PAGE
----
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What happens in China does not stay in China

Eggers Hall, 341

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Moynihan Institute of Global Affairs and the Trade, Development and Political Economy program is proud to host Eva Van Leemput, Chief, Emerging Market Economies Section, Board of Governors of the Federal Reserve System.

Spillovers from China to global financial markets have been found to be small owing to China’s limited integration in the global financial system. In this paper, however, we provide evidence that China constitutes an important driver of the global financial cycle. We argue that because of China’s importance for global consumption, stronger Chinese growth raises global growth prospects, inducing an increase in global risk sentiment and an expansion in global asset prices and global credit. Two contributions are key to this finding:

(1) We construct a measure of China’s credit impulse to identify Chinese policy-induced demand shocks. Our approach takes advantage of the fact that a primary tool of China’s stabilization policy—encompassing monetary, fiscal, and regulatory policies—is controlling the amount of credit in the economy. Without China’s credit impulse, it is difficult to discern global financial spillovers;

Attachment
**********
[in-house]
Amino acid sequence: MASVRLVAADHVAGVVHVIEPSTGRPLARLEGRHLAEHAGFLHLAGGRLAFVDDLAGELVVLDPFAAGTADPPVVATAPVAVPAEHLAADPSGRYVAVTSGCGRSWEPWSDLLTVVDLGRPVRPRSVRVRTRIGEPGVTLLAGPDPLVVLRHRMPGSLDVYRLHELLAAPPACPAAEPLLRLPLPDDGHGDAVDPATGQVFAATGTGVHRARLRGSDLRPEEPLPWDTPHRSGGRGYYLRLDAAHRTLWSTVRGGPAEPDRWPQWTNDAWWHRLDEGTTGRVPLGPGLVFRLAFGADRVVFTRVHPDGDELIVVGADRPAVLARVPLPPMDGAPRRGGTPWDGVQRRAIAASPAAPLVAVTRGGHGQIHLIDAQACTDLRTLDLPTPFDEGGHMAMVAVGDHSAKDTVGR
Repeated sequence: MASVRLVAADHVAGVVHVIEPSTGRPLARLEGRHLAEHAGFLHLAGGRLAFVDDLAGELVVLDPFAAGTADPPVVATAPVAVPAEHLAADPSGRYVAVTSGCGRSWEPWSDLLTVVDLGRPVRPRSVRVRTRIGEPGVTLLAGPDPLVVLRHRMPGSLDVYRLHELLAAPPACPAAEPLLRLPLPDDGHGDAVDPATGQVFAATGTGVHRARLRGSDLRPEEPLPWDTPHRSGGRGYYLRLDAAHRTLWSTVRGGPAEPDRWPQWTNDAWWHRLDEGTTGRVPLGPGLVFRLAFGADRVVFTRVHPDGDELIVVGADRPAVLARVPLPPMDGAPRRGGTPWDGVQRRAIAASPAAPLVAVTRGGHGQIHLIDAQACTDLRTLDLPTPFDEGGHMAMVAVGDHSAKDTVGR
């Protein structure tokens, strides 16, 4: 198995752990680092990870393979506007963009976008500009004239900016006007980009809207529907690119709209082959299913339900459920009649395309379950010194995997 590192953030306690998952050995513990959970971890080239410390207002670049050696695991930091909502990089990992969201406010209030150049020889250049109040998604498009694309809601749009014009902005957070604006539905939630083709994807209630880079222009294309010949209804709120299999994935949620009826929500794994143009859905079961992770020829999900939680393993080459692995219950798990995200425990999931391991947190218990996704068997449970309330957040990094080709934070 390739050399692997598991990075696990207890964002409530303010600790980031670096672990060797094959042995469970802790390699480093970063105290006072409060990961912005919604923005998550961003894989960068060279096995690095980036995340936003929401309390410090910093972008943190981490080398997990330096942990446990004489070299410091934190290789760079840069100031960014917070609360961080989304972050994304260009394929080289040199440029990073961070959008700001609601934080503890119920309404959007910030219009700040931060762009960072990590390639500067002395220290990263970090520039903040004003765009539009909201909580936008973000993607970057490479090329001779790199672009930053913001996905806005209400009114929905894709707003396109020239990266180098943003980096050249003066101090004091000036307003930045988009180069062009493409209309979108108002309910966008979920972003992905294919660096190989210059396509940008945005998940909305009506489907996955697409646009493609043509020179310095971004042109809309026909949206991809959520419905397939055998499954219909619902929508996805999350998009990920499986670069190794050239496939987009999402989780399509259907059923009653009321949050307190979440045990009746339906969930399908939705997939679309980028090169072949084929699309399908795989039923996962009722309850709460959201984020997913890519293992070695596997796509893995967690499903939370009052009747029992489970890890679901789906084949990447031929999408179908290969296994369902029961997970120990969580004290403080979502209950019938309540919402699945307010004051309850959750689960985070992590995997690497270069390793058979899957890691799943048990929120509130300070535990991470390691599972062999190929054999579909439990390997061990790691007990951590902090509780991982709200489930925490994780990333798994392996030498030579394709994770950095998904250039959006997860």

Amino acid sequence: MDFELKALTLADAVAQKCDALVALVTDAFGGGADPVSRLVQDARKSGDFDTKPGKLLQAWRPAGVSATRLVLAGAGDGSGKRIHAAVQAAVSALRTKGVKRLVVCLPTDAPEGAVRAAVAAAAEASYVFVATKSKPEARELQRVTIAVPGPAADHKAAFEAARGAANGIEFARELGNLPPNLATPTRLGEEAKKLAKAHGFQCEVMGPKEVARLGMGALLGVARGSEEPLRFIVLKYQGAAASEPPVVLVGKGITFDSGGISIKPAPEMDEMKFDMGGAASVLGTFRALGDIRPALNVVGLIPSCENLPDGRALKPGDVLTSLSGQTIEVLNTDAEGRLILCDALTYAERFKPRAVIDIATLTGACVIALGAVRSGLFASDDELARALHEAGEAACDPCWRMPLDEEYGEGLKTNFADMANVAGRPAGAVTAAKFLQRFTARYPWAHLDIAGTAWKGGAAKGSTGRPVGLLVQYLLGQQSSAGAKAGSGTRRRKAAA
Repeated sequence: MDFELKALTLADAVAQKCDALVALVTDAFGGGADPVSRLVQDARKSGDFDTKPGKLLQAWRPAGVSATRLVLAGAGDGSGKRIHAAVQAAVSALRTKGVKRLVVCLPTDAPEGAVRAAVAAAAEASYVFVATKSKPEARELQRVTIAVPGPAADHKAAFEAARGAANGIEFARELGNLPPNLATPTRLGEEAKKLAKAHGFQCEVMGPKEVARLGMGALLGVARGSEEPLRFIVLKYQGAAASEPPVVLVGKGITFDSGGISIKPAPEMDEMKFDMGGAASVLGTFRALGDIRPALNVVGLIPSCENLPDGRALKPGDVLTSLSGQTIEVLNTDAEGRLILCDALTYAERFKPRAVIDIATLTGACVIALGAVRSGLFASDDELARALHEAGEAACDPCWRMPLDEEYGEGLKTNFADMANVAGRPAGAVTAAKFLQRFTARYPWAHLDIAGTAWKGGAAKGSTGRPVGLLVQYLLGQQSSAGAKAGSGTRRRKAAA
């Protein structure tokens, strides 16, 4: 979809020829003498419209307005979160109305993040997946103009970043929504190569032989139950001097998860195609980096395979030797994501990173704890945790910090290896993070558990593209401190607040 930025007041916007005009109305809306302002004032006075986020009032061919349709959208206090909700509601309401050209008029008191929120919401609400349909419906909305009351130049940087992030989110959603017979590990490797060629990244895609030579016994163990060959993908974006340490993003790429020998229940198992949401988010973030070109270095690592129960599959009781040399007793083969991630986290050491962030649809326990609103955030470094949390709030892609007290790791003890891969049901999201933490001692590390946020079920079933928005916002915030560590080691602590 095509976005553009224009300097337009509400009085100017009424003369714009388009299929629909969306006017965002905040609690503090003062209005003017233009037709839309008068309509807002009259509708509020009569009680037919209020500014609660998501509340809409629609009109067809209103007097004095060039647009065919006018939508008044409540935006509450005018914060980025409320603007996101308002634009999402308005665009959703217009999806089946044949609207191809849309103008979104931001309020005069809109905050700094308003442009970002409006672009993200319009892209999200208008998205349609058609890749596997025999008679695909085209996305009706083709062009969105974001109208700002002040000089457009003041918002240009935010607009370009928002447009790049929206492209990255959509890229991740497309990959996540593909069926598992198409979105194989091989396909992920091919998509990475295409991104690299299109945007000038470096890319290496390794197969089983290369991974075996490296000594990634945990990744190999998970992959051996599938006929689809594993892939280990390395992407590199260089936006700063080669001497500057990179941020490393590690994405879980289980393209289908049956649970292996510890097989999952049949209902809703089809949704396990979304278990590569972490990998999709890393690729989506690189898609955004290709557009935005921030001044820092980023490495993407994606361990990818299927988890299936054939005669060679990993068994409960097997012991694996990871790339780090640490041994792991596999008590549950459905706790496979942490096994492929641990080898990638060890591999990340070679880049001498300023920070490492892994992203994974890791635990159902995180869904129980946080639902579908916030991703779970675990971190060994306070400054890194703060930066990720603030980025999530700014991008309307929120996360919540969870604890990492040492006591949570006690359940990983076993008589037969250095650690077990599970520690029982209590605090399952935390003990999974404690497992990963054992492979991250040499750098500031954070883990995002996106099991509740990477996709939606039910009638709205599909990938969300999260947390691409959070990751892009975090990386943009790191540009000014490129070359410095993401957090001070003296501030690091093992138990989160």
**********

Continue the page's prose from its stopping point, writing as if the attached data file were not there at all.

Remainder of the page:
(2) We estimate an alternative measure of Chinese GDP growth that captures its business cycle given data concerns about the smoothness of official GDP data. Without China’s alternative GDP measure, it is difficult to attribute any global cycle movements to economic developments in China.


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Georgios Tsaoussis Carter


Contact Georgios Tsaoussis Carter to request accommodations